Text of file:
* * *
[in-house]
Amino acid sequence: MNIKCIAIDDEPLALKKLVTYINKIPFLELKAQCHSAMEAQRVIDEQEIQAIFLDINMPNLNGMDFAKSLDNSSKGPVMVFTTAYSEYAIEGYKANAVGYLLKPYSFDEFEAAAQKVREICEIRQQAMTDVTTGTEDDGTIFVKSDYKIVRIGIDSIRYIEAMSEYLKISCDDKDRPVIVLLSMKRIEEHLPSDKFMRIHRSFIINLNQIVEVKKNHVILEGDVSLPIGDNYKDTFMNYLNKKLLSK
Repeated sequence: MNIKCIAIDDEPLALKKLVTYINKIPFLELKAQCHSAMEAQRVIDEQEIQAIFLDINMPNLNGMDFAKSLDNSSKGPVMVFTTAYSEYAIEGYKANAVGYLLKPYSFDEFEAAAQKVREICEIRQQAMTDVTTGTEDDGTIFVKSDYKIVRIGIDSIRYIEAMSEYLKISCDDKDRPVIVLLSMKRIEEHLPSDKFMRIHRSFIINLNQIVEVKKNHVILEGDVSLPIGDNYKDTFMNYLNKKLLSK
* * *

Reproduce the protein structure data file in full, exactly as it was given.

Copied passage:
[in-house]
Amino acid sequence: MNIKCIAIDDEPLALKKLVTYINKIPFLELKAQCHSAMEAQRVIDEQEIQAIFLDINMPNLNGMDFAKSLDNSSKGPVMVFTTAYSEYAIEGYKANAVGYLLKPYSFDEFEAAAQKVREICEIRQQAMTDVTTGTEDDGTIFVKSDYKIVRIGIDSIRYIEAMSEYLKISCDDKDRPVIVLLSMKRIEEHLPSDKFMRIHRSFIINLNQIVEVKKNHVILEGDVSLPIGDNYKDTFMNYLNKKLLSK
Repeated sequence: MNIKCIAIDDEPLALKKLVTYINKIPFLELKAQCHSAMEAQRVIDEQEIQAIFLDINMPNLNGMDFAKSLDNSSKGPVMVFTTAYSEYAIEGYKANAVGYLLKPYSFDEFEAAAQKVREICEIRQQAMTDVTTGTEDDGTIFVKSDYKIVRIGIDSIRYIEAMSEYLKISCDDKDRPVIVLLSMKRIEEHLPSDKFMRIHRSFIINLNQIVEVKKNHVILEGDVSLPIGDNYKDTFMNYLNKKLLSK